Visiting Lindores Abbey Distillery

Inka Larissa at Lindores Abbey distillery

During my recent visit to Scotland, I also had an evening at Lindores Abbey distillery, which is located in north-west Fife. Lindores Abbey is a fairly new single malt distillery built in the grounds of a former abbey. It really is the perfect place for a party! The highlight of the evening was a whisky tasting in the still room where we had the opportunity to sample some of their future releases.

History of Lindores Abbey

In 1494, Brother John Cor was noted to have received eight bolls of malt to make Aqua Vitae for King James IV at Lindores Abbey. In modern terms, eight bolls would be equivalent to a staggering 500kg of malt, enough to make 400 bottles of whisky. This is the first written evidence of distillation of scotch whisky.

Lindores Abbey has been in the McKenzie family’s ownership for over 100 years, although it wasn’t until 2001 that they came up with the idea to build a distillery on-site to give whisky lovers the opportunity to step back in time. It took a good while for the distillery to be built but finally, in 2017, the distilling began, and the visitor centre opened its doors.

Lindores Abbey distillery
Abbey grounds

The distillery was created by extending the original abbey farm and keeping the traditional features already found on the site. You can actually see the historic abbey grounds from the stillroom and the bar next door. There have been extensive archaeological digs around the abbey ruins, with the discovery of significant medieval pottery and a 12th-century lead plumb line.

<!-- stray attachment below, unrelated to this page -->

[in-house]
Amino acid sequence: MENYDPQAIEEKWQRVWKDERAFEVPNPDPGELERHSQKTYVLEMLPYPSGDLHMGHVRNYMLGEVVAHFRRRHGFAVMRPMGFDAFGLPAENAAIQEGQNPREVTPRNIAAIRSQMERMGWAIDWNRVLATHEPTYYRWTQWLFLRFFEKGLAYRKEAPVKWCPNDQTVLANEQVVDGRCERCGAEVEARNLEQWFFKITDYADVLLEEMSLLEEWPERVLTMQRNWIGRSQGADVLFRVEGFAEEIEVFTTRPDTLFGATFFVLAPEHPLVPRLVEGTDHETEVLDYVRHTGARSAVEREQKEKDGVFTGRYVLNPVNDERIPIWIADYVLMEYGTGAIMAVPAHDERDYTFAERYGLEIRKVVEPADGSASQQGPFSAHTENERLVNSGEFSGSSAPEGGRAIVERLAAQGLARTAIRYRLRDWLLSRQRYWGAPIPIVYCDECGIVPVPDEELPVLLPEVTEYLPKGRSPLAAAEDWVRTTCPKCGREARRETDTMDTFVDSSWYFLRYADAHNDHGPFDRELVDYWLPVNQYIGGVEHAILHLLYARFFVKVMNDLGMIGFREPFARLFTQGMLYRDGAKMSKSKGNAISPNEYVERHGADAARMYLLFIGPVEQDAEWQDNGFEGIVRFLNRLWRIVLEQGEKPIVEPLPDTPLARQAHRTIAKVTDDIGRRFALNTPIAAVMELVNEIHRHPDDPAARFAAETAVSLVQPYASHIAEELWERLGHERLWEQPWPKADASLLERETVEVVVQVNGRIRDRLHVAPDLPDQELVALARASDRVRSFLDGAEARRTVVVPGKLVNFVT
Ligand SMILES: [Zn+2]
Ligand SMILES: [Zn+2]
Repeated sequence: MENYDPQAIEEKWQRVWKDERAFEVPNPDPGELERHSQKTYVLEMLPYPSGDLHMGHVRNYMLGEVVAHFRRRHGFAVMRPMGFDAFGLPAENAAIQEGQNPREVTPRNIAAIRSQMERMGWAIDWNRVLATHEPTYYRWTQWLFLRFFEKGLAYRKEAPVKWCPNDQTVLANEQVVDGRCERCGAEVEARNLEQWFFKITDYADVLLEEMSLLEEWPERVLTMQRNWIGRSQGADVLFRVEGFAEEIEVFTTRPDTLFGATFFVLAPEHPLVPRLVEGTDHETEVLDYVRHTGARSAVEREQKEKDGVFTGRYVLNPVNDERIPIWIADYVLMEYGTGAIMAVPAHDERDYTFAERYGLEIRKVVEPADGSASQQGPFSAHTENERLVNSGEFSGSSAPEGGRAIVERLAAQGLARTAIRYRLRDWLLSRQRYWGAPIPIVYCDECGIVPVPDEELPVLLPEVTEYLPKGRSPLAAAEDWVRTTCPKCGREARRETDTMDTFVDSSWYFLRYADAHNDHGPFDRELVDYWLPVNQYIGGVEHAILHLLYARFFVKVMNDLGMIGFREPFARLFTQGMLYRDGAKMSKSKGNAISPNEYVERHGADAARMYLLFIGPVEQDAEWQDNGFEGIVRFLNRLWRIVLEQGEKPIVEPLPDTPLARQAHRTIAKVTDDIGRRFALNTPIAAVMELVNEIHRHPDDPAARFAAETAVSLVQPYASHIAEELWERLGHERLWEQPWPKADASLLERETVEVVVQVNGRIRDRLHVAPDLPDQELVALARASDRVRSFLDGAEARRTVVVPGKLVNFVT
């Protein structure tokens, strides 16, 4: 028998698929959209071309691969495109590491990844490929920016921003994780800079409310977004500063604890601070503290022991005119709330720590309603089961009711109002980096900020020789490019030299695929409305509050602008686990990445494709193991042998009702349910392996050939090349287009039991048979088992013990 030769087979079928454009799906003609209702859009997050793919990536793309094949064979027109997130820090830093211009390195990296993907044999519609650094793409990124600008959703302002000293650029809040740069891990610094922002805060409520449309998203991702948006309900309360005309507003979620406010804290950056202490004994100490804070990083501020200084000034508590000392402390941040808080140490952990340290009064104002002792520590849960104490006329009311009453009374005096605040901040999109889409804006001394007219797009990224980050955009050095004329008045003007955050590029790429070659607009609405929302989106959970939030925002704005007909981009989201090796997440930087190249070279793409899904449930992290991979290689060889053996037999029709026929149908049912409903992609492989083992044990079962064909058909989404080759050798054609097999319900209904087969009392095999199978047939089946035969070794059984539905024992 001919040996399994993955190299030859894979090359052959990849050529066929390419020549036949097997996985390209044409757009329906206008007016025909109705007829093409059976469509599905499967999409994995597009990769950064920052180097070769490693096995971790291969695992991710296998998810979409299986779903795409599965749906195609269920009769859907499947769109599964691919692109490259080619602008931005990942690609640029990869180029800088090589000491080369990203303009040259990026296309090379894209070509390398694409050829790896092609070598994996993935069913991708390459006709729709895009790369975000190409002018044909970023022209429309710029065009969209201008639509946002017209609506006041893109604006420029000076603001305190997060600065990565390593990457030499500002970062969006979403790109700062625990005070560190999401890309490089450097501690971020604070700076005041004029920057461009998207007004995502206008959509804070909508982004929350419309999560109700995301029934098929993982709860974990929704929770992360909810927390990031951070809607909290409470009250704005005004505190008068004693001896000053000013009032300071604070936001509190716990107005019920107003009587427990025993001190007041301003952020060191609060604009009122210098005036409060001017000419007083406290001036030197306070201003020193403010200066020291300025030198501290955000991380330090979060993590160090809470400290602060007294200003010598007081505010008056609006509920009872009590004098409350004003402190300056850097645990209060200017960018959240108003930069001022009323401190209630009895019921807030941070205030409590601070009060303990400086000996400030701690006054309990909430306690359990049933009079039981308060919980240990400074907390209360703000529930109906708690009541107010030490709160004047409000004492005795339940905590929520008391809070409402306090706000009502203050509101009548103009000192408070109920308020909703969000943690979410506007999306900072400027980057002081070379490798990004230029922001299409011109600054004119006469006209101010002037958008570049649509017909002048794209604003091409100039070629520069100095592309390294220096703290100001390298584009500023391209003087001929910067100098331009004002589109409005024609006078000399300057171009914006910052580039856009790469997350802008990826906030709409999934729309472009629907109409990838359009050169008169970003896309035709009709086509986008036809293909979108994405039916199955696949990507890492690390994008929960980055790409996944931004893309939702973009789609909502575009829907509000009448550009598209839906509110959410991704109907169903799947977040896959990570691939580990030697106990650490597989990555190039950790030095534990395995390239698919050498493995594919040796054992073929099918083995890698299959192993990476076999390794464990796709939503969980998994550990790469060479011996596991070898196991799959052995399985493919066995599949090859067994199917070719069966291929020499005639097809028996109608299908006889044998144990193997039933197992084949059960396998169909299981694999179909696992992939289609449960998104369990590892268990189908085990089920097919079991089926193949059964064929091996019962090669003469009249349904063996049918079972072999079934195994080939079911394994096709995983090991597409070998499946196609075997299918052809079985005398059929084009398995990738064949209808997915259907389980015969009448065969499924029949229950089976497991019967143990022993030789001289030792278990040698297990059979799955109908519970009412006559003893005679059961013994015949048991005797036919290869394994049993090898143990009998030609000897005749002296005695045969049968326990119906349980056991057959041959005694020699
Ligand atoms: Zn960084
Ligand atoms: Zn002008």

While Lindores Abbey whisky was resting, they were keeping the history alive by producing Aqua Vitae, which is still available for purchase even though their whisky has been ready for some time.

If you’d like to learn more about Lindores Abbey Aqua Vitae or about the history of the spirit, see my previous article Aqua Vitae – The Mother of All Spirits

Abbey grounds and a piper
Lindores Abbey distillery

Lindores Abbey Whisky

The award-winning core release, MCDXCIV (1494), is a combination of whiskies matured in bourbon barrels, STR wine barriques and sherry butts. STR stands for scraped (or shaved), toasted and re-charred and indicates that the cask has undergone rejuvenation by having its staves shaved down and then re-charred. The 1494 core release has aromas of vanilla, orchard fruits and toffee, and on the palate you can find a lovely soft mouthfeel with a hint of spice, dried fruits and more vanilla.